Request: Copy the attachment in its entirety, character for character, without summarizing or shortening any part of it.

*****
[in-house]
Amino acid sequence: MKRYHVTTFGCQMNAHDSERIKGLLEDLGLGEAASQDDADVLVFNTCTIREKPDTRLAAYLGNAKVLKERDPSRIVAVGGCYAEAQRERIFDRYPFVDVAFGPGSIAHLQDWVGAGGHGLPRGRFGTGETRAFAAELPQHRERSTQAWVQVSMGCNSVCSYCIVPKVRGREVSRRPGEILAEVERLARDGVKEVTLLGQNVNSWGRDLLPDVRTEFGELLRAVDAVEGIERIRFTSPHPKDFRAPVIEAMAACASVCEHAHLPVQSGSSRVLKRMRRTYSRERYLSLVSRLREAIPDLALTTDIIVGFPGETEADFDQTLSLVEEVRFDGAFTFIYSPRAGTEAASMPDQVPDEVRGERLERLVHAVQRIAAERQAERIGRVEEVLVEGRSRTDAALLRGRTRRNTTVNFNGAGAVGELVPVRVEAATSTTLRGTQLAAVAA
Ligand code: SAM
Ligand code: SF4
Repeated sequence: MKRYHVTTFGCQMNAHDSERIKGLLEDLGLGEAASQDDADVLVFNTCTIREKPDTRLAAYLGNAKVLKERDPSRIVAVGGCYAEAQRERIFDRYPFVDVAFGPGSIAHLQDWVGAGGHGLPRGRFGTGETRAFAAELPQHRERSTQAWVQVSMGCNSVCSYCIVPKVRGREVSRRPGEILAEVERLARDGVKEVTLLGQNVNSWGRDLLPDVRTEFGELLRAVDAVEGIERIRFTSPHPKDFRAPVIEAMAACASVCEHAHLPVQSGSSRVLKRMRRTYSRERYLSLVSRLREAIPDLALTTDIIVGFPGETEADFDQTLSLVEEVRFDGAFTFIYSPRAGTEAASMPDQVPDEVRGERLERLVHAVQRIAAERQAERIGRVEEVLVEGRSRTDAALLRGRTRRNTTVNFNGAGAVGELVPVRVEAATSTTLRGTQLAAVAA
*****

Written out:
[in-house]
Amino acid sequence: MKRYHVTTFGCQMNAHDSERIKGLLEDLGLGEAASQDDADVLVFNTCTIREKPDTRLAAYLGNAKVLKERDPSRIVAVGGCYAEAQRERIFDRYPFVDVAFGPGSIAHLQDWVGAGGHGLPRGRFGTGETRAFAAELPQHRERSTQAWVQVSMGCNSVCSYCIVPKVRGREVSRRPGEILAEVERLARDGVKEVTLLGQNVNSWGRDLLPDVRTEFGELLRAVDAVEGIERIRFTSPHPKDFRAPVIEAMAACASVCEHAHLPVQSGSSRVLKRMRRTYSRERYLSLVSRLREAIPDLALTTDIIVGFPGETEADFDQTLSLVEEVRFDGAFTFIYSPRAGTEAASMPDQVPDEVRGERLERLVHAVQRIAAERQAERIGRVEEVLVEGRSRTDAALLRGRTRRNTTVNFNGAGAVGELVPVRVEAATSTTLRGTQLAAVAA
Ligand code: SAM
Ligand code: SF4
Repeated sequence: MKRYHVTTFGCQMNAHDSERIKGLLEDLGLGEAASQDDADVLVFNTCTIREKPDTRLAAYLGNAKVLKERDPSRIVAVGGCYAEAQRERIFDRYPFVDVAFGPGSIAHLQDWVGAGGHGLPRGRFGTGETRAFAAELPQHRERSTQAWVQVSMGCNSVCSYCIVPKVRGREVSRRPGEILAEVERLARDGVKEVTLLGQNVNSWGRDLLPDVRTEFGELLRAVDAVEGIERIRFTSPHPKDFRAPVIEAMAACASVCEHAHLPVQSGSSRVLKRMRRTYSRERYLSLVSRLREAIPDLALTTDIIVGFPGETEADFDQTLSLVEEVRFDGAFTFIYSPRAGTEAASMPDQVPDEVRGERLERLVHAVQRIAAERQAERIGRVEEVLVEGRSRTDAALLRGRTRRNTTVNFNGAGAVGELVPVRVEAATSTTLRGTQLAAVAA